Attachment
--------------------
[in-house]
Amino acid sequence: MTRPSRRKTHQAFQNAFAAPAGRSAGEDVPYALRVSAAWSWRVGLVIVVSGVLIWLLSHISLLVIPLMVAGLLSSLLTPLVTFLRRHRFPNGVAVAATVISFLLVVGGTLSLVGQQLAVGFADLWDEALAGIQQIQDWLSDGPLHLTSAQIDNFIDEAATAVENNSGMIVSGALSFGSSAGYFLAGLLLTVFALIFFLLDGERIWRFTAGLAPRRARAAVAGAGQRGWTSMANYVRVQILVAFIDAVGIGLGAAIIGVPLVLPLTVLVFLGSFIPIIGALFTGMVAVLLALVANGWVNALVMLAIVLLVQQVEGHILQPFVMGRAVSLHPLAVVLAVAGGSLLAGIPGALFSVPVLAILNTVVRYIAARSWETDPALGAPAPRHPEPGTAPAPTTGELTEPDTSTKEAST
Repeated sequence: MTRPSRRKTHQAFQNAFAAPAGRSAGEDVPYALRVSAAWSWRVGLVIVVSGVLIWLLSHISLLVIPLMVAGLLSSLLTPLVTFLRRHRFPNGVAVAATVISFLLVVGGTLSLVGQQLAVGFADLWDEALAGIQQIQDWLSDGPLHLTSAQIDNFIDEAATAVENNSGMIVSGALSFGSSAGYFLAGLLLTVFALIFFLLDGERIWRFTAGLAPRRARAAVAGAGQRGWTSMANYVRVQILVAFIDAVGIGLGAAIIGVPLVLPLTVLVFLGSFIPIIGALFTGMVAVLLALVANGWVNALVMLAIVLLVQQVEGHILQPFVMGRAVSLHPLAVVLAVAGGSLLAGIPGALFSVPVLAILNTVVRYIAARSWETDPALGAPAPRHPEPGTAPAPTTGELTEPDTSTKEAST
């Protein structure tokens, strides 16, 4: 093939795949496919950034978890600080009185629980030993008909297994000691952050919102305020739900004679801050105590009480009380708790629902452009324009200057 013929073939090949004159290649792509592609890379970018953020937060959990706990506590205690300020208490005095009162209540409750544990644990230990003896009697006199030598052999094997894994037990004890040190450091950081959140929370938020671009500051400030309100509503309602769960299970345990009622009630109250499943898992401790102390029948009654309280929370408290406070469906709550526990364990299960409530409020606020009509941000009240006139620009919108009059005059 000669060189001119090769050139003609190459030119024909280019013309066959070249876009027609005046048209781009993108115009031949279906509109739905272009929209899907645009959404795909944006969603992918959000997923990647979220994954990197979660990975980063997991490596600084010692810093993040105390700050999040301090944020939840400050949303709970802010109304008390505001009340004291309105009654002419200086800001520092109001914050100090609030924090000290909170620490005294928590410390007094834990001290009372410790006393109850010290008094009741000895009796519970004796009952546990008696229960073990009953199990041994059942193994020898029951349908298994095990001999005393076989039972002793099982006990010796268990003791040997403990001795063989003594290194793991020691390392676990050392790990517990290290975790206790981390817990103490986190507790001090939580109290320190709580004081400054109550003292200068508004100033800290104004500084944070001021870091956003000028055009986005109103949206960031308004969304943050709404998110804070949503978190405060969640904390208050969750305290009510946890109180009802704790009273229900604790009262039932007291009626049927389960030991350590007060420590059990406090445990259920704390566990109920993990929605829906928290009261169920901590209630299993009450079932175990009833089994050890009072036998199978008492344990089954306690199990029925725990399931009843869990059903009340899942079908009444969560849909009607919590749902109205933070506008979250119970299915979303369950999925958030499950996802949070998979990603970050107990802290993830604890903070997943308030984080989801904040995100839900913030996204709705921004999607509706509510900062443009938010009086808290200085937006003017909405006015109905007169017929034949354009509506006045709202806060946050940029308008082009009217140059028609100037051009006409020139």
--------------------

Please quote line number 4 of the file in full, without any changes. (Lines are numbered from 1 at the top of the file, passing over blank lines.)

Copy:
């Protein structure tokens, strides 16, 4: 093939795949496919950034978890600080009185629980030993008909297994000691952050919102305020739900004679801050105590009480009380708790629902452009324009200057 013929073939090949004159290649792509592609890379970018953020937060959990706990506590205690300020208490005095009162209540409750544990644990230990003896009697006199030598052999094997894994037990004890040190450091950081959140929370938020671009500051400030309100509503309602769960299970345990009622009630109250499943898992401790102390029948009654309280929370408290406070469906709550526990364990299960409530409020606020009509941000009240006139620009919108009059005059 000669060189001119090769050139003609190459030119024909280019013309066959070249876009027609005046048209781009993108115009031949279906509109739905272009929209899907645009959404795909944006969603992918959000997923990647979220994954990197979660990975980063997991490596600084010692810093993040105390700050999040301090944020939840400050949303709970802010109304008390505001009340004291309105009654002419200086800001520092109001914050100090609030924090000290909170620490005294928590410390007094834990001290009372410790006393109850010290008094009741000895009796519970004796009952546990008696229960073990009953199990041994059942193994020898029951349908298994095990001999005393076989039972002793099982006990010796268990003791040997403990001795063989003594290194793991020691390392676990050392790990517990290290975790206790981390817990103490986190507790001090939580109290320190709580004081400054109550003292200068508004100033800290104004500084944070001021870091956003000028055009986005109103949206960031308004969304943050709404998110804070949503978190405060969640904390208050969750305290009510946890109180009802704790009273229900604790009262039932007291009626049927389960030991350590007060420590059990406090445990259920704390566990109920993990929605829906928290009261169920901590209630299993009450079932175990009833089994050890009072036998199978008492344990089954306690199990029925725990399931009843869990059903009340899942079908009444969560849909009607919590749902109205933070506008979250119970299915979303369950999925958030499950996802949070998979990603970050107990802290993830604890903070997943308030984080989801904040995100839900913030996204709705921004999607509706509510900062443009938010009086808290200085937006003017909405006015109905007169017929034949354009509506006045709202806060946050940029308008082009009217140059028609100037051009006409020139």